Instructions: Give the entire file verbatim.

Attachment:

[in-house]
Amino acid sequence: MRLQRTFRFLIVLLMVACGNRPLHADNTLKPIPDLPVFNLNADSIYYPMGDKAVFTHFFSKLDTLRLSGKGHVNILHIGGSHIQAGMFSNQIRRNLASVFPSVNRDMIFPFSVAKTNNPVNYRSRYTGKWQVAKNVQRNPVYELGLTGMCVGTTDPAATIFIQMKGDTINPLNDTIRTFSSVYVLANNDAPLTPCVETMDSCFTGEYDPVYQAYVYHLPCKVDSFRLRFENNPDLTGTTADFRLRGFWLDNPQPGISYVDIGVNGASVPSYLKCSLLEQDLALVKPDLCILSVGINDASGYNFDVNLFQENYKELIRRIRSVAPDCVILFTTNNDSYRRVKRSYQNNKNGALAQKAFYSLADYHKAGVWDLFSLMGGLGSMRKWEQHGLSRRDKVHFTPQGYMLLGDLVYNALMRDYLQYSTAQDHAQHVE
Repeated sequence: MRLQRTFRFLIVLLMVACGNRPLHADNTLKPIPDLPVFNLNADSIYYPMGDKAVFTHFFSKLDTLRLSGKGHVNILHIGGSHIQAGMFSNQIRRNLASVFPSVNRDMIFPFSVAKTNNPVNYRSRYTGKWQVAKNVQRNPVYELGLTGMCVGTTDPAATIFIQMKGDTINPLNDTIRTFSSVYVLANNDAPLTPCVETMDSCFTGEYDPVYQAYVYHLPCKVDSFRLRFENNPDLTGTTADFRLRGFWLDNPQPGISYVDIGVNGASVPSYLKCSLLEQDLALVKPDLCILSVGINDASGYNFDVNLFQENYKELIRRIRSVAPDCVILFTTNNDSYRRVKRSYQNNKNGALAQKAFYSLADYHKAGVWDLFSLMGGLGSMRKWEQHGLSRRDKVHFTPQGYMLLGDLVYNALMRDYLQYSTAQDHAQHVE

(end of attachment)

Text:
[in-house]
Amino acid sequence: MRLQRTFRFLIVLLMVACGNRPLHADNTLKPIPDLPVFNLNADSIYYPMGDKAVFTHFFSKLDTLRLSGKGHVNILHIGGSHIQAGMFSNQIRRNLASVFPSVNRDMIFPFSVAKTNNPVNYRSRYTGKWQVAKNVQRNPVYELGLTGMCVGTTDPAATIFIQMKGDTINPLNDTIRTFSSVYVLANNDAPLTPCVETMDSCFTGEYDPVYQAYVYHLPCKVDSFRLRFENNPDLTGTTADFRLRGFWLDNPQPGISYVDIGVNGASVPSYLKCSLLEQDLALVKPDLCILSVGINDASGYNFDVNLFQENYKELIRRIRSVAPDCVILFTTNNDSYRRVKRSYQNNKNGALAQKAFYSLADYHKAGVWDLFSLMGGLGSMRKWEQHGLSRRDKVHFTPQGYMLLGDLVYNALMRDYLQYSTAQDHAQHVE
Repeated sequence: MRLQRTFRFLIVLLMVACGNRPLHADNTLKPIPDLPVFNLNADSIYYPMGDKAVFTHFFSKLDTLRLSGKGHVNILHIGGSHIQAGMFSNQIRRNLASVFPSVNRDMIFPFSVAKTNNPVNYRSRYTGKWQVAKNVQRNPVYELGLTGMCVGTTDPAATIFIQMKGDTINPLNDTIRTFSSVYVLANNDAPLTPCVETMDSCFTGEYDPVYQAYVYHLPCKVDSFRLRFENNPDLTGTTADFRLRGFWLDNPQPGISYVDIGVNGASVPSYLKCSLLEQDLALVKPDLCILSVGINDASGYNFDVNLFQENYKELIRRIRSVAPDCVILFTTNNDSYRRVKRSYQNNKNGALAQKAFYSLADYHKAGVWDLFSLMGGLGSMRKWEQHGLSRRDKVHFTPQGYMLLGDLVYNALMRDYLQYSTAQDHAQHVE